Could Svenska Handelsbanken AB (publ) (STO:SHB A) be an attractive dividend share to own for the long haul? Investors are often drawn to strong companies with the idea of reinvesting the dividends. Unfortunately, it’s common for investors to be enticed in by the seemingly attractive yield, and lose money when the company has to cut its dividend payments.
With Svenska Handelsbanken yielding 6.3% and having paid a dividend for over 10 years, many investors likely find the company quite interesting. It would not be a surprise to discover that many investors buy it for the dividends. There are a few simple ways to reduce the risks of buying Svenska Handelsbanken for its dividend, and we’ll go through these below.
Companies (usually) pay dividends out of their earnings. If a company is paying more than it earns, the dividend might have to be cut. As a result, we should always investigate whether a company can afford its dividend, measured as a percentage of a company’s net income after tax. Svenska Handelsbanken paid out 69% of its profit as dividends, over the trailing twelve month period. This is a fairly normal payout ratio among most businesses. It allows a higher dividend to be paid to shareholders, but does limit the capital retained in the business – which could be good or bad.
We update our data on Svenska Handelsbanken every 24 hours, so you can always get our latest analysis of its financial health, here.
Before buying a stock for its income, we want to see if the dividends have been stable in the past, and if the company has a track record of maintaining its dividend. Svenska Handelsbanken has been paying dividends for a long time, but for the purpose of this analysis, we only examine the past 10 years of payments. During this period the dividend has been stable, which could imply the business could have relatively consistent earnings power. During the past 10-year period, the first annual payment was kr2.7 in 2010, compared to kr5.5 last year. This works out to be a compound annual growth rate (CAGR) of approximately 7.5% a year over that time.
Companies like this, growing their dividend at a decent rate, can be very valuable over the long term, if the rate of growth can be maintained.
Dividend Growth Potential
Dividend payments have been consistent over the past few years, but we should always check if earnings per share (EPS) are growing, as this will help maintain the purchasing power of the dividend. While there may be fluctuations in the past , Svenska Handelsbanken’s earnings per share have basically not grown from where they were five years ago. Flat earnings per share are acceptable for a time, but over the long term, the purchasing power of the company’s dividends could be eroded by inflation. Growth of 0.2% is relatively anaemic growth, which we wonder about. When a business is not growing, it often makes more sense to pay higher dividends to shareholders rather than retain the cash with no way to utilise it.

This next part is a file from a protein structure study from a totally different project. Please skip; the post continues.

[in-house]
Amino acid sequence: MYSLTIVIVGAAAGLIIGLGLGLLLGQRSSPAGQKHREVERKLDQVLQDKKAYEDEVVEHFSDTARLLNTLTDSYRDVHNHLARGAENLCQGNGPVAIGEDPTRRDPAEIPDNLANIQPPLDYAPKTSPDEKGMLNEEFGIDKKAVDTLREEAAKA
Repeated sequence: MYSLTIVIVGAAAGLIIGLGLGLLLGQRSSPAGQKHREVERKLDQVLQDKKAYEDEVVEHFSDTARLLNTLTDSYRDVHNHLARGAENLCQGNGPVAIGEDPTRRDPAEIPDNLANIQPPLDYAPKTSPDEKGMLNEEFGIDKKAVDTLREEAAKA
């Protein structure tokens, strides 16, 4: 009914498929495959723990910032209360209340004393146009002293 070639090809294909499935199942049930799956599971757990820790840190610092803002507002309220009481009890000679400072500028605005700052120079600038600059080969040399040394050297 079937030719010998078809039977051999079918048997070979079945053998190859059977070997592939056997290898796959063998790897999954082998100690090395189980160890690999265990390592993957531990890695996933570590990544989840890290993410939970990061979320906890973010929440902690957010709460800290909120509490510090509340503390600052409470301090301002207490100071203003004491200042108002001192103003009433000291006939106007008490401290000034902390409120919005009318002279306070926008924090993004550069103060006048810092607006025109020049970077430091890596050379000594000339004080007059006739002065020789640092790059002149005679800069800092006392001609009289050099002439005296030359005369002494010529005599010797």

To summarise, shareholders should always check that Svenska Handelsbanken’s dividends are affordable, that its dividend payments are relatively stable, and that it has decent prospects for growing its earnings and dividend. Svenska Handelsbanken’s payout ratio is within normal bounds. Earnings not been growing, but we like that the dividend payments have been fairly consistent. While we’re not hugely bearish on it, overall we think there are potentially better dividend stocks than Svenska Handelsbanken out there.
Investors generally tend to favour companies with a consistent, stable dividend policy as opposed to those operating an irregular one. At the same time, there are other factors our readers should be conscious of before pouring capital into a stock. Companies that are growing earnings tend to be the best dividend stocks over the long term. See what the 16 analysts we track are forecasting for Svenska Handelsbanken for free with public analyst estimates for the company.
We have also put together a list of global stocks with a market capitalisation above $1bn and yielding more 3%.
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This article by Simply Wall St is general in nature. It does not constitute a recommendation to buy or sell any stock, and does not take account of your objectives, or your financial situation. We aim to bring you long-term focused analysis driven by fundamental data. Note that our analysis may not factor in the latest price-sensitive company announcements or qualitative material. Simply Wall St has no position in any stocks mentioned.
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